And if you need to get them fixed, the only place to turn is the dealer’s lot. Most of these lots won’t be equipped to handle electric car repairs, which means greater expense and time; you can’t go to Joe’s Automotive because they aren’t set up to fix electric cars. And that means even more expense which the average guy can’t afford. And that means these cars cannot be part of a electric car revolution because they’re simply too expensive for the average American to afford or desire, let alone maintain.

The other major drawback is that these cars take a long time to recharge. Even with a docking station the Volt takes three hours to recharge. People get pretty tired of waiting in line one or two cars at the gas station, three hours means you are done driving for a long time. Still, the principle behind them is that they'll save money in the long run by not costing any gasoline, and because they're intended for a work commute, charging overnight is not a problem; you won't be driving it then anyway, right?

As to the first, the cost of gas, no one is exactly sure what the price of gas is going to be even six months down the road, let alone years. However, the average price of gas in America at this time is around $2.70 as of this writing. The Honda Insight costs $20,000  and gets 40 MPG in the city. To make up the extra cost of the Volt, I would have to buy just under 7,800 gallons of gasoline, which would drive me around 300,000 miles. That's longer than most people own most cars, at an average drive distance of 12,000 -15,000 miles per year by Americans, your Volt would have to last up to 20 years longer.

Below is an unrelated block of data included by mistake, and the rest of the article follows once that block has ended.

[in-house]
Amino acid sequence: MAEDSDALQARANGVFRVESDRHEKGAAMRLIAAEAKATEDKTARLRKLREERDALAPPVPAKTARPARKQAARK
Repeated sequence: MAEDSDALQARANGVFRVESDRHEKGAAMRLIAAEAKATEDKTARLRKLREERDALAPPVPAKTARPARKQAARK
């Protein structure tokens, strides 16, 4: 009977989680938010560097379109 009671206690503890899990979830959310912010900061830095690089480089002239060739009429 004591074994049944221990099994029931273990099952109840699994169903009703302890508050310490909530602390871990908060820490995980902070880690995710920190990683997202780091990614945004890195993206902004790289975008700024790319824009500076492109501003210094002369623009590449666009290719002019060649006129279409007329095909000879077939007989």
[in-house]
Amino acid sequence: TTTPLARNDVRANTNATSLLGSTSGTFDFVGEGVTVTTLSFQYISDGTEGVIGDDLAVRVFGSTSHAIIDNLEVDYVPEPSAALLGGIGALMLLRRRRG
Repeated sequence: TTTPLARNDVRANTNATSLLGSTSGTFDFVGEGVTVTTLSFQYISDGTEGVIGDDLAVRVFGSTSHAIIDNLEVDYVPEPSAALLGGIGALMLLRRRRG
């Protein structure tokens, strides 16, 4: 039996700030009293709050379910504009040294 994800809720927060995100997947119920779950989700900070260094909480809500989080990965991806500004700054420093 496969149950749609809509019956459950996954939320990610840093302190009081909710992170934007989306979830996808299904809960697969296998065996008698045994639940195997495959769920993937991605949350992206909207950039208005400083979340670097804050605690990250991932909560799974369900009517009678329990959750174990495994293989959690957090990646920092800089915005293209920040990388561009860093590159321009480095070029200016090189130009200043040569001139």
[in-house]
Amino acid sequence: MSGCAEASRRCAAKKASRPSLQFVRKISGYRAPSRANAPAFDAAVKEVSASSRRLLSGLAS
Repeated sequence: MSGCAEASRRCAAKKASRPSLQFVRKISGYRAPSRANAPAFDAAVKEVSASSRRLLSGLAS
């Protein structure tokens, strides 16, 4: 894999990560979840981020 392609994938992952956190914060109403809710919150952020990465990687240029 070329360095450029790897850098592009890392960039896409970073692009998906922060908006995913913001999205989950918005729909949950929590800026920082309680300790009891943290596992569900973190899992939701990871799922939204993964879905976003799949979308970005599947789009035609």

And that doesn't include the replacement cost of the batteries and the electricity to charge your car. Its just not worth it in terms of gas savings.